Where does Europe stand with respect to Artificial Intelligence?

Artificial Intelligence (AI) as become one of the top issues at the center of the European Commission and national governments’ attention. This domain bears many opportunities for the European economy and welfare; however, it has also raised some doubts on its ethics, regulation compliance and its implementation process. The political and societal debate has come to see the strategic importance of AI, which would drive economic development and spur innovation. Indeed, Artificial Intelligence is one of the goals that shall be achieved with uttermost importance according to the European policy on a “Digital Europe”.

A key element for positioning the EU among the actors on the forefront of Artificial Intelligence would be holding high-quality data. The Commission underlines the need for legal clarity in AI implementation, especially for what concerns data protection. Thus, in 2016, it proposed the General Data Protection Regulation (GDPR)to promote a coordinated approach of data sharing across Member States and industries. Brussels underlines that AI is not only a matter of technological development, but also an ethical and societal values. The great power of Europe is mirrored by its great human centric responsibility – protecting data subjects and benefitting citizens are the milestone of AI-based applications.

“Digital Europe” has played the role of ground-breaking in the process of AI progress and improvement. Although on the other side, Europea has much at stake to fulfil its potential. Only a small percentage of small and medium enterprises (SMEs) are adopting Big Data and AI for their business; some lack from the so-called know-how, while others have not set digital innovation of Artificial Intelligence and Machine Learning (ML) as their priority. Moreover, infrastructures have been shifting towards the digital and the cyber only in recent years.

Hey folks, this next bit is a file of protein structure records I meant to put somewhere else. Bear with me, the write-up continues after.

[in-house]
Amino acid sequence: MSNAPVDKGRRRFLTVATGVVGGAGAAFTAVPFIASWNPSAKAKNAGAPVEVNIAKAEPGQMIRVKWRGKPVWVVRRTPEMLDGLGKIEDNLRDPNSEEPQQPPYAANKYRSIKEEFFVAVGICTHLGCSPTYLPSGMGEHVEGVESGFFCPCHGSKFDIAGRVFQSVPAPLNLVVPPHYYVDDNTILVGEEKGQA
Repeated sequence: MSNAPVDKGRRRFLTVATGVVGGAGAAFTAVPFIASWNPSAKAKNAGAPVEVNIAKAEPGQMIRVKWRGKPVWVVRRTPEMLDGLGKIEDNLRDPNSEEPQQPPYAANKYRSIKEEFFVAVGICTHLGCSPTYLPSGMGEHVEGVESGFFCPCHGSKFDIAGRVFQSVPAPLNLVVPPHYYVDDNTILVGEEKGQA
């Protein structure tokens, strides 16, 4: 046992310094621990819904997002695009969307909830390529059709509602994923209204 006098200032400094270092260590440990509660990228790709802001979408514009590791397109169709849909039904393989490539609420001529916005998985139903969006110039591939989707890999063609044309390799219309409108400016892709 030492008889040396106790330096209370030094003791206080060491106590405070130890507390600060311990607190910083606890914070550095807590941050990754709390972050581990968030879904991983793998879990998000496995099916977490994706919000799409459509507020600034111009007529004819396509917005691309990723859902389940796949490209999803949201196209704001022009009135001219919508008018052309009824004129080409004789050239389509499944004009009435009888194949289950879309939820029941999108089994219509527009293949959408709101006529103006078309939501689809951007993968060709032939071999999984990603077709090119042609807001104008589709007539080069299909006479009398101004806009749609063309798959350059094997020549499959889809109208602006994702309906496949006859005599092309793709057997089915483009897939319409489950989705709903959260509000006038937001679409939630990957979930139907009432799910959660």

From a national and international perspective, synergetic and cooperation are in the process of being developed, but it is not an easy task. R&D should be in the top-list of Member States’ investments or else it is not possible to make the most of European Artificial Intelligence, but it is not. It is also possible to find reluctance in sharing information with other actors about innovation and digital trends. States should be ready to overcome their sentiment of nationality to achieve harmonization. The “co-ordinated plan on Artificial Intelligence” in intended for harmonization and the alignment of AI application with European fundamental rights, principles and regulations. Any actor involved, from public to private, must evince the required levels of transparency and accountability.

The European landscape is fragmented, and each situation calls for a case-by-case solution. Different sectors have specific different applications of AI. Anyhow, this matter has always existed, and the EU has already being working on the harmonization processes, adopting both a vertical and horizontal approach.

The Covid-19 pandemic has obliged the entire world to take a leap from traditional operations and has accelerated digitalization within all sectors – workplace, education, bureaucracy. Europe has responded pretty good to the challenge and shall keep steering in this direction.

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